The U.S. Supreme Court recently announced that it will hear a case challenging New York’s onerous carry restrictions on Nov. 3.
The case, New York State Rifle & Pistol Association, Inc. v Bruen, is the first Second Amendment case regarding firearms that the High Court will hear in more than a decade.
It challenges New York’s requirement that residents applying for permits to exercise their Second Amendment rights demonstrate a “proper cause” to do so. This ambiguous, and ever-changing, barrier is often used by local licensing officials to deny applicants their constitutional rights, as licensed concealed carry is the only legal way for New Yorkers to carry firearms outside the home for self-defense.
New York’s regime is irreconcilable with the text, history, and tradition of the Second Amendment. The textual inquiry is not a close question, as the text guarantees a right to “bear” arms as well as “keep” them, and a right to bear arms only within the confines of a home offends both common sense and original public meaning. The historical inquiry is no closer, and has already been answered in Heller. Founding-era cases, commentaries, and laws on both sides of the Atlantic, most of which were surveyed in Heller, confirm that the founding generation understood the Second Amendment and its English predecessor to guarantee a right to carry arms for self-defense.
As New York is one of just eight “may-issue” states in the nation, meaning that our right to keep and bear arms may be denied on discretionary grounds, NRA-ILA explained that, “[f]or too long, New York has rationed the right to keep and bear arms to a select, chosen few within favored classes. But the Second Amendment guarantees the ‘right of the people to keep and bear arms,’ not the right of a privileged few.”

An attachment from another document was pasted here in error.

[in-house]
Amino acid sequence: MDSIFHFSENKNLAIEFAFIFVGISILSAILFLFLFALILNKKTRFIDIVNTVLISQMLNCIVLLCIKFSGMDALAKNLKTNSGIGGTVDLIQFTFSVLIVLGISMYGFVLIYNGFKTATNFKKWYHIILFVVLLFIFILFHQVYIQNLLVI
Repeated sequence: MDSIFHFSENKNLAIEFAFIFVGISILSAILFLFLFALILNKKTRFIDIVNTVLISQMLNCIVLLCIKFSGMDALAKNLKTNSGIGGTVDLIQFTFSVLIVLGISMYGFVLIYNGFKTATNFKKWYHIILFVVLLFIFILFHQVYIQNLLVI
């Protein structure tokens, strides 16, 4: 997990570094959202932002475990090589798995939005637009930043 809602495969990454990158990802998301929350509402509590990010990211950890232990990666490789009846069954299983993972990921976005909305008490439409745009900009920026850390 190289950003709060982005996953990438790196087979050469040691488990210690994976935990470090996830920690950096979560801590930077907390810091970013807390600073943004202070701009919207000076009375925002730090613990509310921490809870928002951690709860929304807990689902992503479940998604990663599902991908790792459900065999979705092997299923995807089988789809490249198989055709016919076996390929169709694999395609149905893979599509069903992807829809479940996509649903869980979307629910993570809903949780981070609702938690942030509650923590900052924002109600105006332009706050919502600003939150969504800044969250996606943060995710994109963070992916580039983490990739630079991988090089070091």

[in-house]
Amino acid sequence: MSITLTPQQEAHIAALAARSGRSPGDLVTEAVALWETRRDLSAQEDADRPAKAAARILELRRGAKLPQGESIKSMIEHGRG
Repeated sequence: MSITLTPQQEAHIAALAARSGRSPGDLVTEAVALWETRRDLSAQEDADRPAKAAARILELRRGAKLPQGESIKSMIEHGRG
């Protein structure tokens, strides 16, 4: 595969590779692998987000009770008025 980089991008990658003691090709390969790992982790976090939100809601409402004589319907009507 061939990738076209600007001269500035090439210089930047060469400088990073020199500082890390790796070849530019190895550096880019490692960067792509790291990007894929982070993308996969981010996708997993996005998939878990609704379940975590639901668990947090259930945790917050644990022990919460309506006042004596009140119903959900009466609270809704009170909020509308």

“The Court rarely takes Second Amendment cases. Now it’s decided to hear one of the most critical Second Amendment issues. We’re confident that the Court will tell New York and the other states that our Second Amendment right to defend ourselves is fundamental, and doesn’t vanish when we leave our homes,” said Jason Ouimet, executive director of NRA-ILA.
This nation’s highest court has not heard a Second Amendment case involving firearms since McDonald v. Chicago (2010), when it affirmed the Second Amendment is a fundamental right that also restricts state and local governments from infringing on this protection. Two years earlier, the Court held in District of Columbia v. Heller that the Second Amendment does, in fact, protect an individual right.
A1F.com will continue to keep you informed with up-to-date coverage, analysis and more as the date for this case to be heard draws nearer.